Dear God, We thank you for the prophets that harkened the coming of your Son. We thank you for His prophetic words. We thank you for the prophets of our day. Give us the strength to listen to all the prophetic utterances through history. Give us the courage to not shrink when we are called to be prophets.
In Jesus dear name we pray, Amen
Blogs to Visit:
As we reflect upon Mary’s presence in the mysteries of the Rosary, we are blessed to know her. For her journey, a timeless trek, calls us to surrender, continuing conversion, humbleness and justice now.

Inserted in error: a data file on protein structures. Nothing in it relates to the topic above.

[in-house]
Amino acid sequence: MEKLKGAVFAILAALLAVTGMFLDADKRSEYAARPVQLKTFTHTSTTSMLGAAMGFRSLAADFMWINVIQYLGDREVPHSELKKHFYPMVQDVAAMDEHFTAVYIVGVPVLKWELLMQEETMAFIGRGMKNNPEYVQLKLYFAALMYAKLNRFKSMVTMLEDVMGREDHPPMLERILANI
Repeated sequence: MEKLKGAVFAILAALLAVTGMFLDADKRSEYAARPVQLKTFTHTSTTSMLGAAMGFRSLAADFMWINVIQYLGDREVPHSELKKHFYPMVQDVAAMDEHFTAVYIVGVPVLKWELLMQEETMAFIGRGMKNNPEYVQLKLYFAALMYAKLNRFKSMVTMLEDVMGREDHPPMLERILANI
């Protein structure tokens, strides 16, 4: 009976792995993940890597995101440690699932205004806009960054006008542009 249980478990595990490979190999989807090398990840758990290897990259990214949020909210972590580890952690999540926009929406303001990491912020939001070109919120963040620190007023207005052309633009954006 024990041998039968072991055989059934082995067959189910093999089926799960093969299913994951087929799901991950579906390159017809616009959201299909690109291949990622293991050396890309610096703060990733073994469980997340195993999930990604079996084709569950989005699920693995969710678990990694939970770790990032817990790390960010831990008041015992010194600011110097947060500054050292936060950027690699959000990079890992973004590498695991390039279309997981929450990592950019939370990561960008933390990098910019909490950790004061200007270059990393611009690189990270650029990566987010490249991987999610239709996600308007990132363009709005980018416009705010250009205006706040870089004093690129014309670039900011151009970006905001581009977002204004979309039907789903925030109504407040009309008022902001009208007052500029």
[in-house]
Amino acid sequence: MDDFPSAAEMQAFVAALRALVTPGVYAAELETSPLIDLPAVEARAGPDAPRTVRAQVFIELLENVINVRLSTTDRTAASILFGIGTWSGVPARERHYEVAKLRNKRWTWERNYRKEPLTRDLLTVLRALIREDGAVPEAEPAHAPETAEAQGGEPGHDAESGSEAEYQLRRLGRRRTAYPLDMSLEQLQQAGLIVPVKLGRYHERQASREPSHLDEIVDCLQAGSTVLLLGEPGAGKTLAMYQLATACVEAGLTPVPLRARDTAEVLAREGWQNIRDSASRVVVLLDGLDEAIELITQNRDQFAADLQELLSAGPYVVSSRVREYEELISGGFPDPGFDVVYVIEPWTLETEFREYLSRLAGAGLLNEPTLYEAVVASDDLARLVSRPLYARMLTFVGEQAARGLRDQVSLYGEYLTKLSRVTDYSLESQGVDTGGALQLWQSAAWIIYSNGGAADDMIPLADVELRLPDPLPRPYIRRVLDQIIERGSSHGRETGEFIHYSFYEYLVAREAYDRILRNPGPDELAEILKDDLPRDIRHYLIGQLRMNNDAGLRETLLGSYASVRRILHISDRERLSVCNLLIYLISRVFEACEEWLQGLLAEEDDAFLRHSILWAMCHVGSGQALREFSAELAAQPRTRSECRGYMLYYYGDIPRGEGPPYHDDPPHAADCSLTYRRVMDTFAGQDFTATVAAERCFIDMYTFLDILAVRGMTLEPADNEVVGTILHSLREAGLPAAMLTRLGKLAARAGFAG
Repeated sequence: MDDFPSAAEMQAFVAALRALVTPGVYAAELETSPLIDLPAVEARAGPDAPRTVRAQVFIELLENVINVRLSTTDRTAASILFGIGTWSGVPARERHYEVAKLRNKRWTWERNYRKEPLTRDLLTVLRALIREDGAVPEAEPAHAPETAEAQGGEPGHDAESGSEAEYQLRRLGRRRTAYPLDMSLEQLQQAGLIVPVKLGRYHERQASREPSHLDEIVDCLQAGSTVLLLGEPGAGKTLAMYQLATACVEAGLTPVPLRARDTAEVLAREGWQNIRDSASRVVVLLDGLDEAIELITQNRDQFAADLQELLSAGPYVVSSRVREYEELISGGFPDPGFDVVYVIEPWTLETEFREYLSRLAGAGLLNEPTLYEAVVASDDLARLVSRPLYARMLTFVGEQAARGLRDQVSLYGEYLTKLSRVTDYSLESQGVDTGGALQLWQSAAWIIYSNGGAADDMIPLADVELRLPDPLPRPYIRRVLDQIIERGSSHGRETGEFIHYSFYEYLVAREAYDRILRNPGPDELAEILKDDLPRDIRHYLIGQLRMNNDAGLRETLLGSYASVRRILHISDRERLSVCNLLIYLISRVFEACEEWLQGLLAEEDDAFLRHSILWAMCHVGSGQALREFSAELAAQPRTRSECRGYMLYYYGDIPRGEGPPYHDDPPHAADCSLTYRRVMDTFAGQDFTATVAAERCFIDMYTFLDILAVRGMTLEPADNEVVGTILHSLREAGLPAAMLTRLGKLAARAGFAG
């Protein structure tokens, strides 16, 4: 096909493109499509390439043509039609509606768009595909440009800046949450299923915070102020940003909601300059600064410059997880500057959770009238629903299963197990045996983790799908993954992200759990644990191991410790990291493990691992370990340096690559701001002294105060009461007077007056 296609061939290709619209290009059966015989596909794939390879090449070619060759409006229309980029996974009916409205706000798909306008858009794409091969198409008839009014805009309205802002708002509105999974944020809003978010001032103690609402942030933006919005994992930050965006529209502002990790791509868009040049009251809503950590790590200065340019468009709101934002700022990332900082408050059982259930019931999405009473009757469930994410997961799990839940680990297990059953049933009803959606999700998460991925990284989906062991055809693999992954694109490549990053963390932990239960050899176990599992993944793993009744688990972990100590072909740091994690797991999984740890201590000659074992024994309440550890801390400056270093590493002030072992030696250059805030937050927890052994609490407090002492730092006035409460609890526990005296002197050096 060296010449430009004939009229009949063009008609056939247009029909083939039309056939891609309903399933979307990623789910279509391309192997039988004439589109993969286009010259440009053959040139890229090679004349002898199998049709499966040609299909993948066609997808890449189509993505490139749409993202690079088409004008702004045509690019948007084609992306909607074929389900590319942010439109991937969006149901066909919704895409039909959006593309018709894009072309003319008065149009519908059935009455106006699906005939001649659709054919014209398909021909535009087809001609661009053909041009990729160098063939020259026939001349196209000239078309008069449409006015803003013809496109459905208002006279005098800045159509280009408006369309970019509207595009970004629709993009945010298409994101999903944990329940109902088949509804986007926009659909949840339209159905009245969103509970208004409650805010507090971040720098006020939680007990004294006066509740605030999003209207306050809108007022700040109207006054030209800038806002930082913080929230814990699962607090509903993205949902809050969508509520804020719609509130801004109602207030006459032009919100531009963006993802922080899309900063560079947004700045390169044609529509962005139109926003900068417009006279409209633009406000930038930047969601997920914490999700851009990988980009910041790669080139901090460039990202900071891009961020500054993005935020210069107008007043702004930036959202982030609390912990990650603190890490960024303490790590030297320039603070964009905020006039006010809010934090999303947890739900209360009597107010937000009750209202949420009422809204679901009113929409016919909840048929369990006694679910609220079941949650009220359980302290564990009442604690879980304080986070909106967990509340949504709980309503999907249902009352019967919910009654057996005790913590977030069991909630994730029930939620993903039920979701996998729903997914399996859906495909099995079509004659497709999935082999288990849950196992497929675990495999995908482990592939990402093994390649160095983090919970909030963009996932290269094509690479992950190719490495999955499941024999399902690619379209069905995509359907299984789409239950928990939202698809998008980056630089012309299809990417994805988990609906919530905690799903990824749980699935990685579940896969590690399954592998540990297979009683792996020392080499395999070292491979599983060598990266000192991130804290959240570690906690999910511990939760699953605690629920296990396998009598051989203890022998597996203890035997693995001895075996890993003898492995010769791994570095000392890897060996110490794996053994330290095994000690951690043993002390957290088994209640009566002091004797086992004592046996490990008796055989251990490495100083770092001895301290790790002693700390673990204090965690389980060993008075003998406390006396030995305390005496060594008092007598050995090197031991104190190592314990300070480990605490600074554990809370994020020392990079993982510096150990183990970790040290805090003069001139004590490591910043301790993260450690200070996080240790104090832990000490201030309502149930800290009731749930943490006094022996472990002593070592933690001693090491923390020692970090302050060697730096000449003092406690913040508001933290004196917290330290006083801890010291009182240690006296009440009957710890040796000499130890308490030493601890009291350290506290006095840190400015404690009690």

Weekly lectionary reflections, for faith sharing groups, parish bulletins, newsletters or personal prayer, from the synergy of the Word we hear and the rich tradition of Catholic Social Teaching.
Catholic Social Teaching offers seven principles for upholding life in our thoughts, decisions and actions.
How we do Catholic Social Teaching.
Creation sustainability ministry resources in the spirit of the St Francis Pledge.
List one or two upcoming events, legislative action alerts or social justice websites
By Barb Born November 25, 2014 The reflection maybe used in parish bulletins, newsletters or for faith sharing groups without copyright concern.